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Calgary easing outdoor water restrictions, re-opening public pools

Calgary easing outdoor water restrictions, re-opening public pools

CALGARY – Calgary is easing some outdoor water restrictions after a major water main break last month triggered a local state of emergency and forced officials to curtail water use in the city.

Mayor Jyoti Gondek said at a Saturday morning announcement the city’s water supply is now at a healthy enough level that Calgarians can begin watering outdoor plants by hand with buckets of tap water. 

Washing exterior windows, cars, and using sprinklers is still off limits, but with hot weather expected, public outdoor pools and spray parks can now reopen.

“We need to get through this one stage at a time. We’re still in the post-op phase, if we compare this to a medical procedure. The water system is up and walking, but it’s not ready to run yet,” she said.

Gondek asked residents to gradually move back into using water outdoors the same way they moved back to normal indoor usage. 

It remains to be seen when more restrictions can be lifted, since the city is waiting to see how well the water system can handle the added stress.

Emergency Management Agency Chief Sue Henry said the local fire department is confident it has enough water to respond to emergencies, so the city-wide ban on fire pits is being lifted.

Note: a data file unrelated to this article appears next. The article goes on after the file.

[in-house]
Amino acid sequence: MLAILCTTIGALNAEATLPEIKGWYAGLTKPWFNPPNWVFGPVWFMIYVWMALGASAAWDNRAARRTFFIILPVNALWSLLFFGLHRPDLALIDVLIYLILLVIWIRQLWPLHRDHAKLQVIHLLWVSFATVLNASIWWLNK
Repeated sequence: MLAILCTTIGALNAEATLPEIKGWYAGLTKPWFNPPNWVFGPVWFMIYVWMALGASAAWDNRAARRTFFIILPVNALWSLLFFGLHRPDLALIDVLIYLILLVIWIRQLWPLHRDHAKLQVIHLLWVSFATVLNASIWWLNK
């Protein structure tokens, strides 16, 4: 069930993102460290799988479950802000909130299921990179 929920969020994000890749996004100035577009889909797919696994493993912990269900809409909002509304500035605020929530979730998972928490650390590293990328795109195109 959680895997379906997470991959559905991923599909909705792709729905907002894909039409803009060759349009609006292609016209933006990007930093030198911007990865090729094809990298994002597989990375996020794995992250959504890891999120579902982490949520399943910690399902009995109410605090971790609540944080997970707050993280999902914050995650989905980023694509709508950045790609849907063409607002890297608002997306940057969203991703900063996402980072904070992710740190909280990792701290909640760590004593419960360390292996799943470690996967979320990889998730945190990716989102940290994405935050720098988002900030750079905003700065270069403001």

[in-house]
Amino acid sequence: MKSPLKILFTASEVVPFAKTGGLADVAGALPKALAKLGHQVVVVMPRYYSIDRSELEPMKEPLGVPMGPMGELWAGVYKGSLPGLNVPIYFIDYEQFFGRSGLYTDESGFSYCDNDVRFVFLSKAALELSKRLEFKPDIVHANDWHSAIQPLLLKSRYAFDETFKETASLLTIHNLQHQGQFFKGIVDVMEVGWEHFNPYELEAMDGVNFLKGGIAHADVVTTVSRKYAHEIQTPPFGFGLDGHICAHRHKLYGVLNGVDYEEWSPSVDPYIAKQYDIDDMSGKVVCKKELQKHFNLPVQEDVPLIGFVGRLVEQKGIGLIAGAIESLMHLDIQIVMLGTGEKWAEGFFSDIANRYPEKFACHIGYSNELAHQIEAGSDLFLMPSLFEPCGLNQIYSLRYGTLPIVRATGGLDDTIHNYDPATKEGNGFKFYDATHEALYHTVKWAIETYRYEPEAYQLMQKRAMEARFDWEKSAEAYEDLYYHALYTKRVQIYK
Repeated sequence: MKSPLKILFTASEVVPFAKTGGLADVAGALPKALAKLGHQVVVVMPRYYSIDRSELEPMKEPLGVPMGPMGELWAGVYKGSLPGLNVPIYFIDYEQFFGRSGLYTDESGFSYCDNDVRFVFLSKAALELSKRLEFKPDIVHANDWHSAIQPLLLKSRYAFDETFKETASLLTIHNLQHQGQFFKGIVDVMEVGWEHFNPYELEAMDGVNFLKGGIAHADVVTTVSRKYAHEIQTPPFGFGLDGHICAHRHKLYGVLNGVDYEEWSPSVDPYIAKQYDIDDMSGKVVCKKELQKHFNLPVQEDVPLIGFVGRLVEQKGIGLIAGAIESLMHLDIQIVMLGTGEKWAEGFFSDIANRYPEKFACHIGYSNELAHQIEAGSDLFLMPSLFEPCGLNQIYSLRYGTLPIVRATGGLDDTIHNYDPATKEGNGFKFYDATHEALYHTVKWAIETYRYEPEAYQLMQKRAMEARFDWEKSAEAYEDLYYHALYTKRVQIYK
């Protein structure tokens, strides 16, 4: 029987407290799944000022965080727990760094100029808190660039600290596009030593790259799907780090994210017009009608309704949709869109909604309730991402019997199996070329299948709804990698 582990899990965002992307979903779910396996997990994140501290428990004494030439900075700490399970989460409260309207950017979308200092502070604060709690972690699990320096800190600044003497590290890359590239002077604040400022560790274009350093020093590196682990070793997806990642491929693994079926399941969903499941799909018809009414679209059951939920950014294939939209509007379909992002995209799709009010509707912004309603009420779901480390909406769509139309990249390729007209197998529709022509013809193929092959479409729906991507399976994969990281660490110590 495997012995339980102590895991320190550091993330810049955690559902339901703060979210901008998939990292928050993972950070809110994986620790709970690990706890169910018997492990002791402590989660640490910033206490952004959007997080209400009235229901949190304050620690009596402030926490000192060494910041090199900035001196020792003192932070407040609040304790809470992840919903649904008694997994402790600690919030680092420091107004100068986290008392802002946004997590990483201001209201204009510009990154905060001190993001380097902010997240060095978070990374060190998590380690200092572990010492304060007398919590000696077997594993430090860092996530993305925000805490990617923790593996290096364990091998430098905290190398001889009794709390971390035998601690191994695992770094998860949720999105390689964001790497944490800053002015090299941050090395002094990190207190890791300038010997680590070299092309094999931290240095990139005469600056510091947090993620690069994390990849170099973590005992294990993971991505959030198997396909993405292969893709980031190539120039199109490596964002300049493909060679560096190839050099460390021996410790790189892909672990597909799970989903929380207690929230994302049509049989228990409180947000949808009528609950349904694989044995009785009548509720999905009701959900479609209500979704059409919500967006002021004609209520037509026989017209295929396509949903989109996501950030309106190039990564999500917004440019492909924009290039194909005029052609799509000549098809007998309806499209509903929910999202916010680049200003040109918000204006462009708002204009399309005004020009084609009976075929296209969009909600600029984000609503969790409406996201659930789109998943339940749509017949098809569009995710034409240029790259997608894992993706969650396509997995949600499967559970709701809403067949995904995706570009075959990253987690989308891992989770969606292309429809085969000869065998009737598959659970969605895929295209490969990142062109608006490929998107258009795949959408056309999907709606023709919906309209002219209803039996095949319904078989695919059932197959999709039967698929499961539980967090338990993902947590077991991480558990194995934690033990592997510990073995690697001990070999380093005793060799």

Businesses can use potable water for construction, including for dust control.

The news comes after Calgary ended its state of emergency over the water crisis earlier this week.

It was invoked to gain authority to access private property to fix the broken pipe, but after the pipe was repaired, residents were no longer asked to cut indoor water use by 25 per cent starting this week.

Gondek said Saturday water use is still down 18 per cent from what is normal for this time of year.

“This is part of the reason that we are confident that enough water supply exists to move (to fewer) restrictions,” said Gondek.

Capital priorities and investments director Francois Bouchert said the feeder main is now flowing at 55 per cent water capacity and 82 per cent of normal operating pressure. 

River water stations for residents to pick up non-potable water are closing Saturday afternoon, but one will remain open for commercial and industrial use.

“We know this has been incredibly difficult for many of our companies and many of our industry partners and this is why this commercial site will remain open — particularly our landscaping businesses,” said Henry.




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